Jim Zogby, President of the American Arab Institute who participated in the meeting, noted, “it was frank and thoughtful.” He said it was impressive to see the campaign reaching out to hear Arab American views. He added the meeting represented "a significant first” and was a sign of respect for Michigan's growing Arab American community."
Zogby told Albawaba.com that he believes that Lieberman is an open person and will fight for Arab Americans to be included. “He promised to work for our people to have jobs and appointments in his administration,” he said. He added the meeting did not please everybody, but it was a very important initial effort. He said the Democrats are appointing Arab Americans in staff position in the campaign “which we never had before. I hope this step is matched on the Republican side.”
Others who attended the meeting said the general consensus was that Lieberman’s position on Jerusalem, the right of return for Palestinians and Iraqi sanctions was negative and not complementary. George Adib Khoury, Representative of the Michigan Chapter of the American Committee on Jerusalem who participated in the meeting, told Albawaba.com that he did not see any positive movement on Lieberman’s positions on issues related to the Palestinians.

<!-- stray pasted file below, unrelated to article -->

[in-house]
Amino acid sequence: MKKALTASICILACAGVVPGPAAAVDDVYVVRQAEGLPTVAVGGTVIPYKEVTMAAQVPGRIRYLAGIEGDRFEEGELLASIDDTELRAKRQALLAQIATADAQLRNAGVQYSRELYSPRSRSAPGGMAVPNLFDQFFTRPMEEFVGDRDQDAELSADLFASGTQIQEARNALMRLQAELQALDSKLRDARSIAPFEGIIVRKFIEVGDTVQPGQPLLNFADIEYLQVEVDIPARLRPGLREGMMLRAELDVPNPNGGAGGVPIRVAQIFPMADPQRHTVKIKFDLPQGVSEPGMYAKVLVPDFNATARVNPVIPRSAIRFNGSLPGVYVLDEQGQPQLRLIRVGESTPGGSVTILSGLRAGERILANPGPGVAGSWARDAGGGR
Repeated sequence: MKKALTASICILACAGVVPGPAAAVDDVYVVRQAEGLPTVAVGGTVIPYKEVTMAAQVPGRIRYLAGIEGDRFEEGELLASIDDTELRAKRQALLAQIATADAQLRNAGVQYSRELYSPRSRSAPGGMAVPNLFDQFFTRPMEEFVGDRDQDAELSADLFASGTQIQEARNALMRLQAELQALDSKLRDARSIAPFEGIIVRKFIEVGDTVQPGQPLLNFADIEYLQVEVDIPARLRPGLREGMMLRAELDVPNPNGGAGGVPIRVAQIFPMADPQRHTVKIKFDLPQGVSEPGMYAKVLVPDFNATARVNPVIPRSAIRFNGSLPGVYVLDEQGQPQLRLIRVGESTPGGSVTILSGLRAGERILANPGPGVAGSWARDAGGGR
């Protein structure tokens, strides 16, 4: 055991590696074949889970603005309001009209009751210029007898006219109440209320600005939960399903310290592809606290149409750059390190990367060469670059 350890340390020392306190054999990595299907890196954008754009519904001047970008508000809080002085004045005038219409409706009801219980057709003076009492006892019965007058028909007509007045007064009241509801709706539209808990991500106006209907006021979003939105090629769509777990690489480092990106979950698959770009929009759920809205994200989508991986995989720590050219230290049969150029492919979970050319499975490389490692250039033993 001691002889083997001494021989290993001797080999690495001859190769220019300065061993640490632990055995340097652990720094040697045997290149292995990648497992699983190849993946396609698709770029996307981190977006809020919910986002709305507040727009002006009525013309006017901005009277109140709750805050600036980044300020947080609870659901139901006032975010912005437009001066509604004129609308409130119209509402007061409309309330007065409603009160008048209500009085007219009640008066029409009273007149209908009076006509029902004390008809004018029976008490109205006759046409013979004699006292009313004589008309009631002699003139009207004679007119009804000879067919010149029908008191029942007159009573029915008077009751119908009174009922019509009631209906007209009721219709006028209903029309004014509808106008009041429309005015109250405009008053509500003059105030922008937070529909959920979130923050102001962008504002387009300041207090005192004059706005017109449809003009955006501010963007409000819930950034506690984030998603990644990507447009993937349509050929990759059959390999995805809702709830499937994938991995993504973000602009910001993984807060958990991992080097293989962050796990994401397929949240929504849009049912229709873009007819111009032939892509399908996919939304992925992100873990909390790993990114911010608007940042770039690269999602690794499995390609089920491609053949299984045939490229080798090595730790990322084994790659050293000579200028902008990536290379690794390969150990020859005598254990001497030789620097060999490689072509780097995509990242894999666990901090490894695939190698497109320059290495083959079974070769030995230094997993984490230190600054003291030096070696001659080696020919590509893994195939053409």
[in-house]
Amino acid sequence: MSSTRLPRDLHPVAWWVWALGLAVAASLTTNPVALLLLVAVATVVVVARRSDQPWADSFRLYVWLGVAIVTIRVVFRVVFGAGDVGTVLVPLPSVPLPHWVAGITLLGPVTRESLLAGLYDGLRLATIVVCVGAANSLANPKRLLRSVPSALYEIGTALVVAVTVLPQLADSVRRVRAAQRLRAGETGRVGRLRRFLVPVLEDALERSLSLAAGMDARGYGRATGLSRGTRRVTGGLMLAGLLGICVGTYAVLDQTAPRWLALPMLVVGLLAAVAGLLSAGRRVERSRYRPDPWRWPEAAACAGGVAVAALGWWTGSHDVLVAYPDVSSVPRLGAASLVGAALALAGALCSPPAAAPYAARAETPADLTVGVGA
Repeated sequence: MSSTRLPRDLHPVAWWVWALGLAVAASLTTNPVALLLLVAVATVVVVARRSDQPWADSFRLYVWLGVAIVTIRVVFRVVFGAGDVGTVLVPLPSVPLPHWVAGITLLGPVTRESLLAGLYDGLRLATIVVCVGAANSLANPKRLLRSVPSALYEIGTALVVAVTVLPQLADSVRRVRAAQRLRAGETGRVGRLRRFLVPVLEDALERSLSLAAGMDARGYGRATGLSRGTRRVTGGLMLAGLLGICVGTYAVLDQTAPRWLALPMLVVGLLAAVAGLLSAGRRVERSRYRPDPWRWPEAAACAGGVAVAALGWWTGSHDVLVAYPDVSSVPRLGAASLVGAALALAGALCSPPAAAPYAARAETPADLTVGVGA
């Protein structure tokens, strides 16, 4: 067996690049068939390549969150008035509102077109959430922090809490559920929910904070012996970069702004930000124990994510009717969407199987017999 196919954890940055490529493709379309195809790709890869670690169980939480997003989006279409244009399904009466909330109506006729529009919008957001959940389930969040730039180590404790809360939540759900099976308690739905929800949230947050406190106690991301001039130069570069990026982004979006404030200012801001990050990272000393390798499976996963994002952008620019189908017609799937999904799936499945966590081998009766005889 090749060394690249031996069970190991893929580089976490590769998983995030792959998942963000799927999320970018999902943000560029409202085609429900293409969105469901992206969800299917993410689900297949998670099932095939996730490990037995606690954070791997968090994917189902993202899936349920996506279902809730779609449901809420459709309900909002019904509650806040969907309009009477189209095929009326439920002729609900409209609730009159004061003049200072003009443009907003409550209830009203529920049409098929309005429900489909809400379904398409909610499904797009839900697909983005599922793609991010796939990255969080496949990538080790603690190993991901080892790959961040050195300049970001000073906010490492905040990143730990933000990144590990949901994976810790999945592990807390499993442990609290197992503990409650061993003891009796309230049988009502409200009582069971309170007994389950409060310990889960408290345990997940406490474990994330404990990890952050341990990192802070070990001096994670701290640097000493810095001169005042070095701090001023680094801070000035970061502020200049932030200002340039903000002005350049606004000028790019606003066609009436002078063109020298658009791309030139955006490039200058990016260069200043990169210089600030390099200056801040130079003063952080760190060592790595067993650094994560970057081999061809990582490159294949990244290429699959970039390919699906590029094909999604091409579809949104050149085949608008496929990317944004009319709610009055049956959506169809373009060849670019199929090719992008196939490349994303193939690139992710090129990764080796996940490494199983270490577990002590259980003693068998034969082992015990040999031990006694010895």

Khoury challenged Lieberman and told him that “I am a Christian Palestinian who was born in Jerusalem and lived in camp conditions for many years and I have no right to return, and yet the Jews from around the world have the right of return,” he said. “He did not give any position on that, or even say that he is going to investigate it and work on it. He simply has no positive and clear position to our advantage. From that point of view, the meeting was a failure,” he noted.